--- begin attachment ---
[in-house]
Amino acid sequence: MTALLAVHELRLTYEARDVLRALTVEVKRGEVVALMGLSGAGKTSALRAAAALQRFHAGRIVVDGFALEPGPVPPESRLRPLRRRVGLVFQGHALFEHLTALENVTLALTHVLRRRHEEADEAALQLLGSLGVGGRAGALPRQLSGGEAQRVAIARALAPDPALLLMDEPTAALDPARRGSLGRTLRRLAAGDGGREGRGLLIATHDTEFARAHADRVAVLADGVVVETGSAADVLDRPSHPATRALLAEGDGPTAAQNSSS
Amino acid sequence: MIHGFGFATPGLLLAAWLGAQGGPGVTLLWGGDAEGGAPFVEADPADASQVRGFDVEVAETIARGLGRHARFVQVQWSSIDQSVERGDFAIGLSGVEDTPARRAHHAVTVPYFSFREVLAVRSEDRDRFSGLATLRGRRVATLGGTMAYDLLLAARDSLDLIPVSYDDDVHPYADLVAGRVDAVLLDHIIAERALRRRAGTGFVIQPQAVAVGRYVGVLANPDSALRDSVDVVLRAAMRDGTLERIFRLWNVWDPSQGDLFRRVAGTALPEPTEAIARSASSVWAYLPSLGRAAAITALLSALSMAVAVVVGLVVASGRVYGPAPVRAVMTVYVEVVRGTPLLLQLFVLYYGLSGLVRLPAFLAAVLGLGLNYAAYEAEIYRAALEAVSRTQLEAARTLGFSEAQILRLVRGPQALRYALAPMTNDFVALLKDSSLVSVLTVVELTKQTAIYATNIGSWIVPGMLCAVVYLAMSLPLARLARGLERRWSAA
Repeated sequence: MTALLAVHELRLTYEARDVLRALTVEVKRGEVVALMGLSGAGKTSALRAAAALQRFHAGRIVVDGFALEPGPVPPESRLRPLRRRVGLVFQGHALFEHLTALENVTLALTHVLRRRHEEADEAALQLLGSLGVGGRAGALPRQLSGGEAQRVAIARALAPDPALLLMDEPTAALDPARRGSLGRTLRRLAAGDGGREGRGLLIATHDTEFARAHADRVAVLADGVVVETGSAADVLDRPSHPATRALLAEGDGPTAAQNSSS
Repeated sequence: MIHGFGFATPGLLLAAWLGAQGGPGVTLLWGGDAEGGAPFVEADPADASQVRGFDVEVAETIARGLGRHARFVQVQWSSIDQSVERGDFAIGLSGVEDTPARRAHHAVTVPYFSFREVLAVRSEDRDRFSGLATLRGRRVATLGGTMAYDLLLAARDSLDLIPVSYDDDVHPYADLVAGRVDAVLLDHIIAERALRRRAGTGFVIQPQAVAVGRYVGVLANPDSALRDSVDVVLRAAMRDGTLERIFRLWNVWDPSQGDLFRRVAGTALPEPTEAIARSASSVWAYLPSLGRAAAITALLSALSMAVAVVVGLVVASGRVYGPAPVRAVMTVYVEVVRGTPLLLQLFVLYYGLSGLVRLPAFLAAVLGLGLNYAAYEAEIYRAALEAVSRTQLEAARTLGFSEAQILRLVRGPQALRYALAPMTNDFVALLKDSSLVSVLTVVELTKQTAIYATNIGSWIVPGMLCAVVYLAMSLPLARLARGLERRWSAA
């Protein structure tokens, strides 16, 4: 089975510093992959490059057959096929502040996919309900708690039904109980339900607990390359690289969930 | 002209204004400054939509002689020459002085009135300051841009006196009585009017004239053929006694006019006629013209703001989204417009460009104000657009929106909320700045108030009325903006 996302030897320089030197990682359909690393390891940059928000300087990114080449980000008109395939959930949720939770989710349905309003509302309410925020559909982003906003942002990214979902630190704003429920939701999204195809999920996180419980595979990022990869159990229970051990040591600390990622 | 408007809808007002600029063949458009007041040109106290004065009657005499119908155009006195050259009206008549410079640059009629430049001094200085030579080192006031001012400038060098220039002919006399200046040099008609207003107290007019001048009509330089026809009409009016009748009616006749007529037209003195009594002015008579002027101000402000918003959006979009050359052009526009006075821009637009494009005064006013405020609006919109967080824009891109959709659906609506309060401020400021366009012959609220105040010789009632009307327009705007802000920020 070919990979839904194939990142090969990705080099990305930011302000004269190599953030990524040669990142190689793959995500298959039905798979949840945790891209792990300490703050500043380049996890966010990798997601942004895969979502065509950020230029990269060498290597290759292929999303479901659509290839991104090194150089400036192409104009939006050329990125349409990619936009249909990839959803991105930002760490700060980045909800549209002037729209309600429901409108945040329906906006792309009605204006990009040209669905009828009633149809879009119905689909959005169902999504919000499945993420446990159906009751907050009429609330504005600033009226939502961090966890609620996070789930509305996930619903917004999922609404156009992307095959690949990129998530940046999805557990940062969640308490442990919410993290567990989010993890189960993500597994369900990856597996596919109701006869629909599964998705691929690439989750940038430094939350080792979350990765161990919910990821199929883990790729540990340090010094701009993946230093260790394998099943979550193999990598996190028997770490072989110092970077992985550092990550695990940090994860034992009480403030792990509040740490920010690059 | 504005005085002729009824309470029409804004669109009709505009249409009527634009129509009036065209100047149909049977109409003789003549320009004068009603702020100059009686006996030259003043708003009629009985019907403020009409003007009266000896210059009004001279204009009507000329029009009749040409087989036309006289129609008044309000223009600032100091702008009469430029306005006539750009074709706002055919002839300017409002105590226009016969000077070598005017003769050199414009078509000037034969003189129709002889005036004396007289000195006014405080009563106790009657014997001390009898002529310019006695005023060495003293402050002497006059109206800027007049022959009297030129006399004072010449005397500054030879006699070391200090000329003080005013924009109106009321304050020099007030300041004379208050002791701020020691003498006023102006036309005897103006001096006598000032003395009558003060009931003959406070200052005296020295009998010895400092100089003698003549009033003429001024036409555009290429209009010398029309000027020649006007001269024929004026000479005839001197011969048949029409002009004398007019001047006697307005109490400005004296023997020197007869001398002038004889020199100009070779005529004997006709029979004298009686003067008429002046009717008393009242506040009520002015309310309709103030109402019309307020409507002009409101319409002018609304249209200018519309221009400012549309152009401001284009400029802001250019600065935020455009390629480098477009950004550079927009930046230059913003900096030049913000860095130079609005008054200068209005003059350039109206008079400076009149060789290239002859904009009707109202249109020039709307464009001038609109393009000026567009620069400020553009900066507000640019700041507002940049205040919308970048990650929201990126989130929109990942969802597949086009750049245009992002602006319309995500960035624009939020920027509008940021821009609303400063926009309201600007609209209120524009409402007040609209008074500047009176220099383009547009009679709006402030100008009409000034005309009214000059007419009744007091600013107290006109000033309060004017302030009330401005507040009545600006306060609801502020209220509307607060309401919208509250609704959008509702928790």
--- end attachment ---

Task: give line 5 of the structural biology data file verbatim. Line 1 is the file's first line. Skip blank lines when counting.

Repeated sequence: MIHGFGFATPGLLLAAWLGAQGGPGVTLLWGGDAEGGAPFVEADPADASQVRGFDVEVAETIARGLGRHARFVQVQWSSIDQSVERGDFAIGLSGVEDTPARRAHHAVTVPYFSFREVLAVRSEDRDRFSGLATLRGRRVATLGGTMAYDLLLAARDSLDLIPVSYDDDVHPYADLVAGRVDAVLLDHIIAERALRRRAGTGFVIQPQAVAVGRYVGVLANPDSALRDSVDVVLRAAMRDGTLERIFRLWNVWDPSQGDLFRRVAGTALPEPTEAIARSASSVWAYLPSLGRAAAITALLSALSMAVAVVVGLVVASGRVYGPAPVRAVMTVYVEVVRGTPLLLQLFVLYYGLSGLVRLPAFLAAVLGLGLNYAAYEAEIYRAALEAVSRTQLEAARTLGFSEAQILRLVRGPQALRYALAPMTNDFVALLKDSSLVSVLTVVELTKQTAIYATNIGSWIVPGMLCAVVYLAMSLPLARLARGLERRWSAA